Another round of solid hiring gains in July won’t guarantee that the Federal Reserve will raise interest rates next month — but a good number could set the oven to preheat.
Even if job creation falls short in July and wages don’t budge, however, the Fed is unlikely to take a chill pill unless the economy takes a dramatic turn for the worse. So far there’s no sign of that.
The U.S. is expected to show 220,000 new nonfarm jobs in July when the government on Friday issues the employment report, according to economists polled by MarketWatch. That would fall below June’s preliminary 223,000 reading, but be slightly above the 208,000 average in the first six months of the year.
The midyear jobs report is one of the hardest to adjust for season hiring patterns because of large shifts in employment in the auto industry and education, among other things. Reported job creation in July is the second weakest of any month since the recovery began more than six years ago. And employment growth during the month has undershot the annual average since 2010.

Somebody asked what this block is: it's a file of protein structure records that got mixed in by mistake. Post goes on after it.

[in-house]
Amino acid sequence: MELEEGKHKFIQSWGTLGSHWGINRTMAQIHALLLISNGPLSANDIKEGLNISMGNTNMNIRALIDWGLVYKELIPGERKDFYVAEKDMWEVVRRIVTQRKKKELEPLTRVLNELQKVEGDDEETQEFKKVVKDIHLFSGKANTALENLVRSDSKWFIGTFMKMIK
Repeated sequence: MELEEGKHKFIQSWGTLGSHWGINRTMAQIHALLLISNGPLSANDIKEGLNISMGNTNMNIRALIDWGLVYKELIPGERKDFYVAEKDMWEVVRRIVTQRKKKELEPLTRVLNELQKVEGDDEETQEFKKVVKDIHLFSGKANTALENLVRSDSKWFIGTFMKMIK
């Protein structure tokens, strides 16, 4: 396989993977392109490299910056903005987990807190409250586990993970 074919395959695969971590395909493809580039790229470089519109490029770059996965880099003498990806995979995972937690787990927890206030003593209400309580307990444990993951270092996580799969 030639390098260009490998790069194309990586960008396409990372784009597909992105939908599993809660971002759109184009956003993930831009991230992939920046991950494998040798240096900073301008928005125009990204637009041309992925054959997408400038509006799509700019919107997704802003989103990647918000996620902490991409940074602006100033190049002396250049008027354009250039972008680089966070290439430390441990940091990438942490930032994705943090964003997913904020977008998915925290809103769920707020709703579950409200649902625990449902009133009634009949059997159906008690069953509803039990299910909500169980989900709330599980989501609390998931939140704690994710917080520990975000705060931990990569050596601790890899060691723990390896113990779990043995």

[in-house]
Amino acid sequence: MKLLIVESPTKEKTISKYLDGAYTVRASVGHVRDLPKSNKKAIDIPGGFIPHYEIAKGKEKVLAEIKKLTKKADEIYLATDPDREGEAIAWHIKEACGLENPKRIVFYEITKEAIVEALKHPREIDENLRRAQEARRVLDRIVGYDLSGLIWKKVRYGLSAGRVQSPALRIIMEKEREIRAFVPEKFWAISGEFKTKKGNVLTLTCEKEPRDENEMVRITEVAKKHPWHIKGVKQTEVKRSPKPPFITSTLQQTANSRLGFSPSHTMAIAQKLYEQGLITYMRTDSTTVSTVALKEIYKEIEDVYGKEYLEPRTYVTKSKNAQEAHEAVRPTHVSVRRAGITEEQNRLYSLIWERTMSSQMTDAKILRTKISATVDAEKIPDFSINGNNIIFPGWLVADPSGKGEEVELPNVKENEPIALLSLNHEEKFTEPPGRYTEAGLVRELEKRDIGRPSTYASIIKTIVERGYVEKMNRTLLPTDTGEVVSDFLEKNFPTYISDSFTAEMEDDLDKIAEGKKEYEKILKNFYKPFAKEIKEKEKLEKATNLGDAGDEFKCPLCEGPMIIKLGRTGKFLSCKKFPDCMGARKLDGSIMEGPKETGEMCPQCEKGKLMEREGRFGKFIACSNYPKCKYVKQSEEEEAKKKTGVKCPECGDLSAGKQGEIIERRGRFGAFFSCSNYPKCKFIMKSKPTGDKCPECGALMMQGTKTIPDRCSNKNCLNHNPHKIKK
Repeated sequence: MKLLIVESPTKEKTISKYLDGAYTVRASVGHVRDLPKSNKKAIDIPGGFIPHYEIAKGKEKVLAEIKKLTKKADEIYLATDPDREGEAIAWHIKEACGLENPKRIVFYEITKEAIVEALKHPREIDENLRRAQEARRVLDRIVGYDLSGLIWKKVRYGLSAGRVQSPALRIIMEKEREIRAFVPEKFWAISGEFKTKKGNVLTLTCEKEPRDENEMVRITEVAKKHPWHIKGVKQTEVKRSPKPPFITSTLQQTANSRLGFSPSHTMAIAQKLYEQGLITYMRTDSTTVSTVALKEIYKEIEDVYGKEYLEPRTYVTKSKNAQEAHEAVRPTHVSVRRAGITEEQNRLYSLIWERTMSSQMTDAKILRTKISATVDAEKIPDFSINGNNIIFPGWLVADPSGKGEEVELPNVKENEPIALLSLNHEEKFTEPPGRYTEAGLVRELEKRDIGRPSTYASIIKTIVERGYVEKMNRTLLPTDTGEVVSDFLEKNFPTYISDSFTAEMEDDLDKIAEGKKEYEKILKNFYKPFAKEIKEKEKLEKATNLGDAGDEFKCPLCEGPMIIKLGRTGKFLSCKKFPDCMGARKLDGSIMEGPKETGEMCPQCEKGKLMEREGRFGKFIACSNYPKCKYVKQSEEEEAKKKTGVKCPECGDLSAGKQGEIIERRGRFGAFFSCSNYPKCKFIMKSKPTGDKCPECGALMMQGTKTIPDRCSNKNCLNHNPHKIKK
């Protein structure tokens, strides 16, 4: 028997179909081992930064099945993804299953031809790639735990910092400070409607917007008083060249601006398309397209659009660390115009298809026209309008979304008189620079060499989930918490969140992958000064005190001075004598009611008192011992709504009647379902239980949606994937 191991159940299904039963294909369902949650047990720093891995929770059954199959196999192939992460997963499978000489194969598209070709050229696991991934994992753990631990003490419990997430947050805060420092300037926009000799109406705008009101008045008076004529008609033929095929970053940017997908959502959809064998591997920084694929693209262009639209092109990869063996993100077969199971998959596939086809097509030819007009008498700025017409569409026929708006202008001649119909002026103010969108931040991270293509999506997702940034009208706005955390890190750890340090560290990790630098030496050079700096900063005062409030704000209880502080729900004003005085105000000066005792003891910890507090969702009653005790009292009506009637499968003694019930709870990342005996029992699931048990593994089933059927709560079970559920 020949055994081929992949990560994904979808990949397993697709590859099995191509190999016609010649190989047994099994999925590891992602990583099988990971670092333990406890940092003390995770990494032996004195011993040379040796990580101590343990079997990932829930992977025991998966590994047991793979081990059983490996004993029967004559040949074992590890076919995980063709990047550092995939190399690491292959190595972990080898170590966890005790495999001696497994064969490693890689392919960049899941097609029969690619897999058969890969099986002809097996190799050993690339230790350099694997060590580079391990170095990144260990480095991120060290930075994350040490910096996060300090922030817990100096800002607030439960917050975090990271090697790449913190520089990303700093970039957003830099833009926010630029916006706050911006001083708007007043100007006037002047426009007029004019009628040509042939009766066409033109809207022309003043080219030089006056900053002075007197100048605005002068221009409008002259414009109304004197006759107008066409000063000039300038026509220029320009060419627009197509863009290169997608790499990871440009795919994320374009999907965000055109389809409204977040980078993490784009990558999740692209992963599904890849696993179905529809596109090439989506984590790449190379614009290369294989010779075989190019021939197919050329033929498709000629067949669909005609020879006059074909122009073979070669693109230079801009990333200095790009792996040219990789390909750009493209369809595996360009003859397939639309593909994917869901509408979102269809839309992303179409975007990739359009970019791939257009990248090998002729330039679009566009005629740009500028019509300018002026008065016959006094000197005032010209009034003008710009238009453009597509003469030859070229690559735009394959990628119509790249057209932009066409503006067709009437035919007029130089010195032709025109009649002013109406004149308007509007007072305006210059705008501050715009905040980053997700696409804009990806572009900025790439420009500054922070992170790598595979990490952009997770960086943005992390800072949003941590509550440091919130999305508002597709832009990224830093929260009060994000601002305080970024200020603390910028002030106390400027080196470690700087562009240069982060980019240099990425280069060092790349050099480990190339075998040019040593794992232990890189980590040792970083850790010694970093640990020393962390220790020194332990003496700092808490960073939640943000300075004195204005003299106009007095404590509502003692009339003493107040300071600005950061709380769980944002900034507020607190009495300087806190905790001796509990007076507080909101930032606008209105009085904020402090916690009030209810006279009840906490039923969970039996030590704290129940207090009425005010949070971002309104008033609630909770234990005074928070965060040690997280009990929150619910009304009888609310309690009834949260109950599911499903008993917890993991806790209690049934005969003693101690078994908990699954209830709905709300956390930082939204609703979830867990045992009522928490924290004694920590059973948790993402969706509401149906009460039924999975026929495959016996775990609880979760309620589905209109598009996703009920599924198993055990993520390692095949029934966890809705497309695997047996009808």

The unemployment rate seems very low at just 5.3% and economists expect it to remain there. But the official rate leaves out nearly 17 million people who’ve either gotten too discouraged to look for work or who can only find part-time jobs.
In June, for example, the broader U6 jobless rate that includes “involuntary” part-timers and discouraged workers stood at 10.5%. While it’s been falling steadily, the rate is sharply higher compared to the 8.4% average that prevailed shortly before the Great Recession.
The Fed said it wants to see “some further improvement” in the labor market before raising a key short-term interest rate, now near zero, for the first time since 2006. A U6 rate tumbling toward 10% or below would be one such sign.